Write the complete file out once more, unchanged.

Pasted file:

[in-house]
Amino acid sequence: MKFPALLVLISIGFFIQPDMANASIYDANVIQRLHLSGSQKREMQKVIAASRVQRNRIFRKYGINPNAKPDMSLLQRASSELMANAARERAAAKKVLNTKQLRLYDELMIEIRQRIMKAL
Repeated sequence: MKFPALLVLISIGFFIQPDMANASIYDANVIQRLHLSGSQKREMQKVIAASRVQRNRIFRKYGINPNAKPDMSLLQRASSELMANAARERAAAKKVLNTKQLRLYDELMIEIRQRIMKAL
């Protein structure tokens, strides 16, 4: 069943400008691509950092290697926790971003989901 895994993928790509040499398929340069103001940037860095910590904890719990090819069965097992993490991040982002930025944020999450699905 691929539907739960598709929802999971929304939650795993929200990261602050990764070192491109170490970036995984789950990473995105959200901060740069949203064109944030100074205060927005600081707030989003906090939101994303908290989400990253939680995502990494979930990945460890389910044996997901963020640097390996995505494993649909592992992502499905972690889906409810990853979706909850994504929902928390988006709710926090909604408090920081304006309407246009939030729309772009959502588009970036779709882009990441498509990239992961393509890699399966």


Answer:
[in-house]
Amino acid sequence: MKFPALLVLISIGFFIQPDMANASIYDANVIQRLHLSGSQKREMQKVIAASRVQRNRIFRKYGINPNAKPDMSLLQRASSELMANAARERAAAKKVLNTKQLRLYDELMIEIRQRIMKAL
Repeated sequence: MKFPALLVLISIGFFIQPDMANASIYDANVIQRLHLSGSQKREMQKVIAASRVQRNRIFRKYGINPNAKPDMSLLQRASSELMANAARERAAAKKVLNTKQLRLYDELMIEIRQRIMKAL
């Protein structure tokens, strides 16, 4: 069943400008691509950092290697926790971003989901 895994993928790509040499398929340069103001940037860095910590904890719990090819069965097992993490991040982002930025944020999450699905 691929539907739960598709929802999971929304939650795993929200990261602050990764070192491109170490970036995984789950990473995105959200901060740069949203064109944030100074205060927005600081707030989003906090939101994303908290989400990253939680995502990494979930990945460890389910044996997901963020640097390996995505494993649909592992992502499905972690889906409810990853979706909850994504929902928390988006709710926090909604408090920081304006309407246009939030729309772009959502588009970036779709882009990441498509990239992961393509890699399966």